Erosion simply means to wear away or cause to diminish. Erosion is the process that occurs when a surface or substance wears away slowly. It is often the result of corrosion, or of one substance eating into another. There are many types of erosion. Develop a deeper understanding of this scientific concept by reviewing several examples of erosion.
Examples of Erosion
Water Erosion From Rainfall or Melting Snow
Water erosion occurs when soil ends up being detached, removed, or washed away by water. It can be related to rainfall or running water, such as the movement of a significant quantity of melting snow. There are several examples of this type of erosion.
This type of erosion is caused by rainfall. It is the first stage in the process of water erosion. When raindrops hit the soil, they cause individual soil particles on the ground to disperse and splash back down. This makes it difficult for rain to permeate the ground, so the water builds up on the surface and leads to the formation of moving water, in the form of runoff.
- a small crater forms in bare soil as a result of pouring rain
- particles of soil piled up so to form puddles of rainwater
Also caused by rainfall, sheet erosion is a more severe form of erosion than splash erosion. It is the sheet-like washing away of loosened particles of soil. It is caused by runoff resulting from rainfall or a large quantity of melting snow. Sheet erosion commonly, but not always, occurs on land that has a slope.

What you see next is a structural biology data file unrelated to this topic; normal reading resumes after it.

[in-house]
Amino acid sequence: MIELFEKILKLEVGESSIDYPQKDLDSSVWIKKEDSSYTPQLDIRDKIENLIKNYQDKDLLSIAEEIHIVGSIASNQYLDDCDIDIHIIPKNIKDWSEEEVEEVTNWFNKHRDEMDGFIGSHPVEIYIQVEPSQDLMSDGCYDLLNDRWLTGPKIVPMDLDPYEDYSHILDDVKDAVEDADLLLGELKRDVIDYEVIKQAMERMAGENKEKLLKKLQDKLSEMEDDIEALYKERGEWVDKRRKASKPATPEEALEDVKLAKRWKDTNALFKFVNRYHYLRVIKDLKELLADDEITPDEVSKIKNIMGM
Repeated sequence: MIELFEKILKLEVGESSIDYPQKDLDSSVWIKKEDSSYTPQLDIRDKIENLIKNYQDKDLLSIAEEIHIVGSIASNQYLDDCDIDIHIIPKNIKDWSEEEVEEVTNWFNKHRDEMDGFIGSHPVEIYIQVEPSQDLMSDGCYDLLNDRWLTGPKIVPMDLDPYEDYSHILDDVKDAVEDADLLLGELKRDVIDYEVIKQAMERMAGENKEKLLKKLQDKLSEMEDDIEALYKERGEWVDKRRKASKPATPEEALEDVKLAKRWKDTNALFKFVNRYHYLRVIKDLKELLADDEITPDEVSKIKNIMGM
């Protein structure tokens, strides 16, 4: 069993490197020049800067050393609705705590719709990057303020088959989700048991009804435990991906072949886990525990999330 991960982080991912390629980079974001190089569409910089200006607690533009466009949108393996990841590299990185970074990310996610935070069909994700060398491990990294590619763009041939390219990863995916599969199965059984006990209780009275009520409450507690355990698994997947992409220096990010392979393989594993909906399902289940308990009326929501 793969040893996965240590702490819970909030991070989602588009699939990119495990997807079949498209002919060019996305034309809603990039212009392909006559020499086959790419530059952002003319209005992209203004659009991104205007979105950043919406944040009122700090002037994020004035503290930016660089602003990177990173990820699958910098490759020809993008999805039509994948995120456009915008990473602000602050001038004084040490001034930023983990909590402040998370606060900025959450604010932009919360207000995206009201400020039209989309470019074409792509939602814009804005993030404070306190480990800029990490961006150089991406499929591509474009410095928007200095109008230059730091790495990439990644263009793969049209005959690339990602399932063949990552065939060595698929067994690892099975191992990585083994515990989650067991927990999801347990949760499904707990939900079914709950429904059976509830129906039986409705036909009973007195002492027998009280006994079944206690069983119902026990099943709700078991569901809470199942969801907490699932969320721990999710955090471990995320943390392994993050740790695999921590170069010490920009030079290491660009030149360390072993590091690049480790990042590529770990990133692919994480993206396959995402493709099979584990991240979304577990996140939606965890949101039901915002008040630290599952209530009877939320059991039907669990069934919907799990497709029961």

- the top layer of soil on a hillside washing away down the slope
- washing away of soil from fields of farmland that are freshly cleared our plowed
Rill erosion can be caused by rainfall or the movement of melting snow. Rather than soil washing away in sheets, rill erosion causes the water to cut through the soil, creating small channels on either side that measure no more than 3/10 of an inch in depth. These shallow flow paths through which rainwater flows are an example of rill erosion.
- small channels develop on a dirt road after a steady rain
- small channel-like paths develop in a garden through which rainwater flows
Rill erosion can progress into gully erosion. When the water movement is powerful enough to increase the channels to larger gully pathways greater than 3/10 of an inch, that is when gully erosion occurs. This type of water erosion can be caused by rainfall or melting snow as it moves. It occurs in areas where runoff water accumulates and flows quickly.
- lead to rapid onset flash flooding in torrential rain
- form as channels combine after extended periods of rain or snow melt
Tunnel erosion is the most severe form of water erosion caused by rainfall or melting snow. With this type of erosion, water drips through a hole in the surface, removing soil underneath ground level and carving out a tunnel. It may not be obvious from the surface that there is a hollow area below, at least in the early days after a tunnel forms. Once a tunnel has been in place for a while, the soil on the surface will begin to give way on its own, if it has not already collapsed due to weight being placed on it.
- sinkholes form and cave in where tunnels form